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Circulation. 2006 Feb 21;113(7):960-8. Epub 2006 Feb 13.

Novel speckle-tracking radial strain from routine black-and-white echocardiographic images to quantify dyssynchrony and predict response to cardiac resynchronization therapy.

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  • 1The Cardiovascular Institute, University of Pittsburgh, Pittsburgh, PA 15213-2582, USA.

Abstract

BACKGROUND:

Mechanical dyssynchrony is a potential means to predict response to cardiac resynchronization therapy (CRT). We hypothesized that novel echocardiographic image speckle tracking can quantify dyssynchrony and predict response to CRT.

METHODS AND RESULTS:

Seventy-four subjects were studied: 64 heart failure patients undergoing CRT (aged 64+/-12 years, ejection fraction 26+/-6%, QRS duration 157+/-28 ms) and 10 normal controls. Speckle tracking applied to routine midventricular short-axis images calculated radial strain from multiple circumferential points averaged to 6 standard segments. Dyssynchrony from timing of speckle-tracking peak radial strain was correlated with tissue Doppler measures in 47 subjects (r=0.94, P<0.001; 95% CI 0.90 to 0.96). The ability of baseline speckle-tracking radial dyssynchrony (time difference in peak septal wall-to-posterior wall strain > or =130 ms) to predict response to CRT was then tested. It predicted an immediate increase in stroke volume in 48 patients studied the day after CRT with 91% sensitivity and 75% specificity. In 50 patients with long-term follow-up 8+/-5 months after CRT, baseline speckle-tracking radial dyssynchrony predicted a significant increase in ejection fraction with 89% sensitivity and 83% specificity. Patients in whom left ventricular lead position was concordant with the site of latest mechanical activation by speckle-tracking radial strain had an increase in ejection fraction from baseline to a greater degree (10+/-5%) than patients with discordant lead position (6+/-5%; P<0.05).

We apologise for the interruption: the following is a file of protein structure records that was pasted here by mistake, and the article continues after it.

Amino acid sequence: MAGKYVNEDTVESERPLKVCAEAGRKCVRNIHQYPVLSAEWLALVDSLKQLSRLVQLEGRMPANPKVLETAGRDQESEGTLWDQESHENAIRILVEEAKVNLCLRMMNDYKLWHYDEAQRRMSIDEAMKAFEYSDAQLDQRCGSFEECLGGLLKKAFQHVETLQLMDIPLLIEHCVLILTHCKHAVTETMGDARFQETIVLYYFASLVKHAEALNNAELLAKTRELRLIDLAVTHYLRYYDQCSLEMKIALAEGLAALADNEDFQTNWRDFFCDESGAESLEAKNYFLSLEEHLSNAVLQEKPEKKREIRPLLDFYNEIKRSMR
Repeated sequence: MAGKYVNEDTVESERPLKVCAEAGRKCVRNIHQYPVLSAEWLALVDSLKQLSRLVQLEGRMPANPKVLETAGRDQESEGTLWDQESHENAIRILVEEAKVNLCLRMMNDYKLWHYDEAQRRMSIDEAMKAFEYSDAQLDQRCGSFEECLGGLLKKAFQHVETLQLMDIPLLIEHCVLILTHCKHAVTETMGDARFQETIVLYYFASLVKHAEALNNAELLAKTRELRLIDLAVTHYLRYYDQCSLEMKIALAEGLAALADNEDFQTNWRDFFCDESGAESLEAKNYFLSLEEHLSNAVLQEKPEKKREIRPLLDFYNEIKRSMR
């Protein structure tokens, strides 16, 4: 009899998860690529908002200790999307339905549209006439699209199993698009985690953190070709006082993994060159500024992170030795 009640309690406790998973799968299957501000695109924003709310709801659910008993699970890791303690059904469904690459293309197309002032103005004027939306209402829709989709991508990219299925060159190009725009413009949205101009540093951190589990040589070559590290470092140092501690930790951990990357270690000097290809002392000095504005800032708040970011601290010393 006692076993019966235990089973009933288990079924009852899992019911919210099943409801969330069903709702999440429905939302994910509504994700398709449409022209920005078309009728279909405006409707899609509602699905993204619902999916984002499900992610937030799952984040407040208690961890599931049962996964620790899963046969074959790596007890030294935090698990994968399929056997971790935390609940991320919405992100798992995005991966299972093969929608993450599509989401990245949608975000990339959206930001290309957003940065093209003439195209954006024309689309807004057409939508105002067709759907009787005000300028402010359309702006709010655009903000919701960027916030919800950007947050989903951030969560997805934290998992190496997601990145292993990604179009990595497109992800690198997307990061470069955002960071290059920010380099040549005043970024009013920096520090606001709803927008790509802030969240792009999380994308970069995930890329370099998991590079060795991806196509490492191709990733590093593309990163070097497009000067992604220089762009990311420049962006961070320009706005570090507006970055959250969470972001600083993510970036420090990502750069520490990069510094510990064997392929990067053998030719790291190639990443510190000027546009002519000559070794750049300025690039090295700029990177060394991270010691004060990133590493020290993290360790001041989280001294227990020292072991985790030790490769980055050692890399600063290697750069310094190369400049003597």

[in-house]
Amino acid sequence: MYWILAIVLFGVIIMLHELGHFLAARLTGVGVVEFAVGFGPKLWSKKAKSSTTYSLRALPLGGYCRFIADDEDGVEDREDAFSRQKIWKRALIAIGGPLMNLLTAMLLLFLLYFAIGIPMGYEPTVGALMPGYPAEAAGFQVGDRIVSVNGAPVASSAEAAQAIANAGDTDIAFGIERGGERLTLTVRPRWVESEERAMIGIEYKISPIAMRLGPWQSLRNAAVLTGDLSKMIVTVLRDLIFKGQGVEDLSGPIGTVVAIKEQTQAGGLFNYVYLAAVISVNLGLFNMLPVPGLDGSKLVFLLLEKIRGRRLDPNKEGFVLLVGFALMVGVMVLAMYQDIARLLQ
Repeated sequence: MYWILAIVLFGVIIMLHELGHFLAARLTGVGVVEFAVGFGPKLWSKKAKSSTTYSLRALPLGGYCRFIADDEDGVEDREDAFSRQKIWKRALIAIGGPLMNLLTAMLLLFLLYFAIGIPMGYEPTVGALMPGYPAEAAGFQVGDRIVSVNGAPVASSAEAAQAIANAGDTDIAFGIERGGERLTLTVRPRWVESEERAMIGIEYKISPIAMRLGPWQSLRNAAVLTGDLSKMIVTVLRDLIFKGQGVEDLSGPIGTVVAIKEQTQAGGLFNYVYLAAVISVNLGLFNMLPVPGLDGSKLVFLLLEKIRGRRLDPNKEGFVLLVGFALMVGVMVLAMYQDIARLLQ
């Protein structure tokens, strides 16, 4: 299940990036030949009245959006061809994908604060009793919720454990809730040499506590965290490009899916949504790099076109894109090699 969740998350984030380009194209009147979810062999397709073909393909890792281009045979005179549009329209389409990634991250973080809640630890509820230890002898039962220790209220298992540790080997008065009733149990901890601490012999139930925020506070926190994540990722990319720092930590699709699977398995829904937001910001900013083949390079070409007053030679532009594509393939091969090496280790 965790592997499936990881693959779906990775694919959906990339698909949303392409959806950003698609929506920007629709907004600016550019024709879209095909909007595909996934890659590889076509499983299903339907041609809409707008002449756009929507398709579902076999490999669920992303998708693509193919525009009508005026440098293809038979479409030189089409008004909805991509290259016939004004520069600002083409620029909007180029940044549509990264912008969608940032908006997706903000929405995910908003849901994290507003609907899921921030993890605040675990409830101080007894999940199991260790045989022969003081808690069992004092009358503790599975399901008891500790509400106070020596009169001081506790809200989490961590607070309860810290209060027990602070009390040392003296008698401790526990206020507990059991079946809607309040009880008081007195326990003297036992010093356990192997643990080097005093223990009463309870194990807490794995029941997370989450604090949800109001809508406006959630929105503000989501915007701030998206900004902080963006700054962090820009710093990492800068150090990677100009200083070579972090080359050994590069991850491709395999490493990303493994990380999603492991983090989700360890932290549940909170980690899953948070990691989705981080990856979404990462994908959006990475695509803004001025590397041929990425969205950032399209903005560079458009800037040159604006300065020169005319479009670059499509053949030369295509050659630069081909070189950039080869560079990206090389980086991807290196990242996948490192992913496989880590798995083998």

CONCLUSIONS:

Speckle-tracking radial strain can quantify dyssynchrony and predict immediate and long-term response to CRT and has potential for clinical application.

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PMID:
16476850
[PubMed - indexed for MEDLINE]
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